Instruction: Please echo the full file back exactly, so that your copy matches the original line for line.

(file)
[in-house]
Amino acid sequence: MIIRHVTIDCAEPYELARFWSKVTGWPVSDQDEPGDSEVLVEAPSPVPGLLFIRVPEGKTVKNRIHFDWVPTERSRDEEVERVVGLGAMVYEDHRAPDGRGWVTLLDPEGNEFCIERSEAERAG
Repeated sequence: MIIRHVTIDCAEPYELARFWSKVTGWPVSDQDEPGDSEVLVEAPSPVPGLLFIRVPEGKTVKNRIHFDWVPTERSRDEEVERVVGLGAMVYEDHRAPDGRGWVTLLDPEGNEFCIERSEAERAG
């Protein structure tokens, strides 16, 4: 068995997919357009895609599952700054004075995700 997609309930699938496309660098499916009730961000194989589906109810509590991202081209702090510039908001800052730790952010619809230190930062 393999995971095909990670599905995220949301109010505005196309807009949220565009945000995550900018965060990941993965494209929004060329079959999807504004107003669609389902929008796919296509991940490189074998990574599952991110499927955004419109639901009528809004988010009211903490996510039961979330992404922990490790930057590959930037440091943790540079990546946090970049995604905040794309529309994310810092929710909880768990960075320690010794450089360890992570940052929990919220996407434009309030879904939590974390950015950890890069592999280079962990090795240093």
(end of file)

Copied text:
[in-house]
Amino acid sequence: MIIRHVTIDCAEPYELARFWSKVTGWPVSDQDEPGDSEVLVEAPSPVPGLLFIRVPEGKTVKNRIHFDWVPTERSRDEEVERVVGLGAMVYEDHRAPDGRGWVTLLDPEGNEFCIERSEAERAG
Repeated sequence: MIIRHVTIDCAEPYELARFWSKVTGWPVSDQDEPGDSEVLVEAPSPVPGLLFIRVPEGKTVKNRIHFDWVPTERSRDEEVERVVGLGAMVYEDHRAPDGRGWVTLLDPEGNEFCIERSEAERAG
């Protein structure tokens, strides 16, 4: 068995997919357009895609599952700054004075995700 997609309930699938496309660098499916009730961000194989589906109810509590991202081209702090510039908001800052730790952010619809230190930062 393999995971095909990670599905995220949301109010505005196309807009949220565009945000995550900018965060990941993965494209929004060329079959999807504004107003669609389902929008796919296509991940490189074998990574599952991110499927955004419109639901009528809004988010009211903490996510039961979330992404922990490790930057590959930037440091943790540079990546946090970049995604905040794309529309994310810092929710909880768990960075320690010794450089360890992570940052929990919220996407434009309030879904939590974390950015950890890069592999280079962990090795240093």